Bournemouth are third in the Championship table, having climbed back into the top six after dropping out last month. What have you made of their efforts so far this year?
At the start of the season, the goal was clear – promotion. However, I think the impact of relegation, particularly off the pitch, was perhaps worse than expected in terms of morale and the upheaval that followed. Not only was there a managerial change, the first one at the club for eight years, but also 11 senior players left the club. Admittedly a lot of those weren’t heavily involved last season, but they were key characters in the club’s rise through the leagues and left a big hole in terms of experience to replace. Add the loss of those type of players to the likes of Nathan Ake and Callum Wilson in departing, as well as appointing Jason Tindall, who had never managed at this level before, and it was a big change. They started brightly and it looked promising, but results massively tailed off and they were slipping away from the top two spots, but under Jonathan Woodgate have now found momentum at just the right time, albeit a little too late to sneak an automatic promotion place. So the overall objective is still alive, but far from guaranteed in the play-offs.
As you mentioned, Woodgate replaced Tindall as manager in early February, first as caretaker, then on a contract until the end of the season. Before he took over, were there any genuine fears the Cherries might fall away from the promotion picture altogether?
When Tindall lost his job, the mood around the place was pretty low. The gap to the top two had widened and performances were nowhere near the levels they should have been for a squad as talented as this one. Tindall’s final game in charge was their fourth league loss on the spin and while they were never outside the top six under his tenure, they were certainly heading in the wrong direction, form wise. Tindall may well have felt a bit hard done by, just considering the fact that was the first real sticky patch of form in his time in charge and he also didn’t have chance to work with his January signings. The board felt a change was needed, based on both performances and results. Woodgate had only arrived a few days earlier as a coach and was suddenly thrust in charge, but was never initially considered as the new long-term boss. However, he steadied the ship well, results turned and he was given the job until the end of the season. After a defeat to Barnsley last month, Cherries sat five points outside the top six and the dream looked like it was fading. But their form since can be unquestioned and Woodgate deserves real credit for that.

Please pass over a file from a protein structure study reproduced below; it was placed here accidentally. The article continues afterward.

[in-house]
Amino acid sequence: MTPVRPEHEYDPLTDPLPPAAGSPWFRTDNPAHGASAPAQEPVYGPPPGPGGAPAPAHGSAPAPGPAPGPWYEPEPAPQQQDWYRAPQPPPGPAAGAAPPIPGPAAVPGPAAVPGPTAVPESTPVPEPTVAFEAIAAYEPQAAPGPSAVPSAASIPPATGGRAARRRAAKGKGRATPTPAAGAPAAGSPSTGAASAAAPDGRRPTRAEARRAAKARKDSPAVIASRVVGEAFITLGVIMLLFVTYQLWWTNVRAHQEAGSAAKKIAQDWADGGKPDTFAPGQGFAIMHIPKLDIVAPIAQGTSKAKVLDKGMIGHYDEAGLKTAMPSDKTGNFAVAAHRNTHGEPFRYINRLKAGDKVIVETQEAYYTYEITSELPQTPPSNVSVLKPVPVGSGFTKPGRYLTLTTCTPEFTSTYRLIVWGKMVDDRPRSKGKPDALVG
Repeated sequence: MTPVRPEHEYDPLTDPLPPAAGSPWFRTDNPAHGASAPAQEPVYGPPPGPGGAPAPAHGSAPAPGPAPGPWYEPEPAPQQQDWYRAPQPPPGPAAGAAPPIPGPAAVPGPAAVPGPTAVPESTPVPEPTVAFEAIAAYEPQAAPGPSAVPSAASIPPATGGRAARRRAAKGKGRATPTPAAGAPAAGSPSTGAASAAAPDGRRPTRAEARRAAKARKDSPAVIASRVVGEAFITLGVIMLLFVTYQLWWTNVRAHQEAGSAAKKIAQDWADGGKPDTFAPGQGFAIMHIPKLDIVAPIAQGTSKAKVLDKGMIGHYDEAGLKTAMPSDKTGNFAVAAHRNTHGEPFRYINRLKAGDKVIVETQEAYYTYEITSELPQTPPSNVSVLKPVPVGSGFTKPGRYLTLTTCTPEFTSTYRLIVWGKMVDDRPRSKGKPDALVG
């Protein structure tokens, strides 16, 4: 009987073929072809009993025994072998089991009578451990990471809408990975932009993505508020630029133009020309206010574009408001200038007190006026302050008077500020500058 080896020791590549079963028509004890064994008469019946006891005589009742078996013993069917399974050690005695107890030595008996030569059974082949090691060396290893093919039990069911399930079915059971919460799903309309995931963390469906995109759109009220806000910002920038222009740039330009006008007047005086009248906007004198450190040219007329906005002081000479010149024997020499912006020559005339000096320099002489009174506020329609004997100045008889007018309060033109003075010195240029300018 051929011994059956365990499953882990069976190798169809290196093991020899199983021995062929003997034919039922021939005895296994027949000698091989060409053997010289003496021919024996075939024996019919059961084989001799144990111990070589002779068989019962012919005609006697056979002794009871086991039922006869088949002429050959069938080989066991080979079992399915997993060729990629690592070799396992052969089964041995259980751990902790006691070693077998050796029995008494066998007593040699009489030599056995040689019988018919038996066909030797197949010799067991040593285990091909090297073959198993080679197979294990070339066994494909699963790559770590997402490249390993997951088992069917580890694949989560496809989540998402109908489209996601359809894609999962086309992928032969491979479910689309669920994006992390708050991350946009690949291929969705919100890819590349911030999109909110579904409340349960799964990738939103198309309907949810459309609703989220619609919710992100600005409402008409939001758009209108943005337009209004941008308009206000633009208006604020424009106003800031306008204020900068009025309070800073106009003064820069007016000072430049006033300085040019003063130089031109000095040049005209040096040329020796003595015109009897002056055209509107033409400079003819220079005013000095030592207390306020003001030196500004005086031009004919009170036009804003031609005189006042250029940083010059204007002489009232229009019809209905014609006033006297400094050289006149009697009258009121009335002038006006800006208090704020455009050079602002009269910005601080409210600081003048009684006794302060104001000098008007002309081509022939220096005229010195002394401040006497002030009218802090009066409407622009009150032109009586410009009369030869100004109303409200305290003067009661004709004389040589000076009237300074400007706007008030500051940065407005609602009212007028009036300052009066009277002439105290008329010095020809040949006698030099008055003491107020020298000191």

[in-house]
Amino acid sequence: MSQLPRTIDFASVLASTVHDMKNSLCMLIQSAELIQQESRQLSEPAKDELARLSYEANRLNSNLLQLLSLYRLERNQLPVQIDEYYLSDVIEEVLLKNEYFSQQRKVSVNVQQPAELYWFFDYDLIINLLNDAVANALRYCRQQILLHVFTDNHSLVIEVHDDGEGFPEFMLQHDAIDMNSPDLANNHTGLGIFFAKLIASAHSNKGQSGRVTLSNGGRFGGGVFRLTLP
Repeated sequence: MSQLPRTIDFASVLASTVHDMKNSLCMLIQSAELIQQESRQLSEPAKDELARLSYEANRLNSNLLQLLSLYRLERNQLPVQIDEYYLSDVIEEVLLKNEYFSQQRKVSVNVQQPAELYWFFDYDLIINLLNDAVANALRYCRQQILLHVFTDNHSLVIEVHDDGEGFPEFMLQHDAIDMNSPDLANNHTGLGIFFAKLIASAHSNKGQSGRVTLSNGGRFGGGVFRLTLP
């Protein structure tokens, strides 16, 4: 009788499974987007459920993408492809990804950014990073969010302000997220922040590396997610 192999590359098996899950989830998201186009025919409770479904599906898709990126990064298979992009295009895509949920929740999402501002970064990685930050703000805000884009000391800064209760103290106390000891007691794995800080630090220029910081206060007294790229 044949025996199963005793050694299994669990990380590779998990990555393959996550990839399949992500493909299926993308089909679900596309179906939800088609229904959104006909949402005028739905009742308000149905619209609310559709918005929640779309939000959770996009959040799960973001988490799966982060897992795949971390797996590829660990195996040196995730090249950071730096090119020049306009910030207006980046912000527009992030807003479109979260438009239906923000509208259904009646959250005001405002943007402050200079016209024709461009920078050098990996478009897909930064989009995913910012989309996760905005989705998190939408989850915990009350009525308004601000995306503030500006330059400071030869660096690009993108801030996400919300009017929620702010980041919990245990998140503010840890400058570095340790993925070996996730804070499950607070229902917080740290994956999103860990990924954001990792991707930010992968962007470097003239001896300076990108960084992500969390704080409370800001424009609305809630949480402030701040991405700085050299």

He has guided the club back into play-off contention, with a healthy nine-point cushion between themselves and seventh-placed Reading. How much confidence has been generated from the six-game winning streak they are currently on?
Confidence is a good word for it. On Wednesday night, from the very first minute, they just looked like a team that knew they could turn up, dominate and win the game comfortably. And that was against a Millwall team who are notoriously tough to beat this season and are up in the top half themselves. But some of the football they played at The Den was outstanding, with the first half generally considered as the best they’ve produced this season. Both on the ball and also their work off the ball. Inevitably it makes you wonder what if they could have produced this just a month earlier, but building up a head of steam at this time of the season is ideal really ahead of some massive play-off games.
Arnaut Danjuma seems to have really kicked on in the past few months and has eight goals in his last 11 games. Is he the player Brentford should be most wary of on Saturday?
He’s certainly one of them. Danjuma showed glimpses of his talent during an injury-hit first campaign in England, but he’s really shone this season, particularly in recent weeks. He is full of confidence and contributing plenty of goals and assists and frightening a lot of Championship full-backs. He’s built up a good relationship with Lloyd Kelly on the left, who picked up an injury on Wednesday night, so if he is missing that could hamper things slightly. The other obvious man to watch is Philip Billing. He’s in the form of his life in front of goal, scoring five in his past eight. He has now netted seven goals since Woodgate took charge and moved him into a more advanced midfield position. Billing had only nine goals in his whole career before Woodgate took over, which highlights just how much of a change there has been there!
How is Woodgate likely to set up set up his side at the Vitality Stadium?
One of the key factors behind this run of seven consecutive league wins has been that Woodgate has found a settled side. He doesn’t really change it, regardless of the level of opposition. There may be some tweaks when the play-off spot gets officially secured, but you can pretty much name nine or 10 of the starters every week. So, providing Kelly is fit, it would be quite likely Woodgate would name an unchanged team again on Saturday, in a 4-2-3-1 formation.
Brentford came from behind to win 2-1 in the reverse fixture back on 30 December, with goals from Henrik Dalsgaard and Tariqe Fosu cancelling out Dominic Solanke’s opener. What’s your score prediction this time around?
That was a really good game in the reverse fixture and I’d expect something similar again. Brentford are the only team left in the top seven that Cherries haven’t beaten yet this season and I get the sense that the players are keen to put that one right. They may have more than one chance to, as my hunch is this will also be a preview to the Wembley play-off final next month. But the way Cherries are playing right now, it is hard to back against them so I’ll go for a 2-1 home win this weekend.
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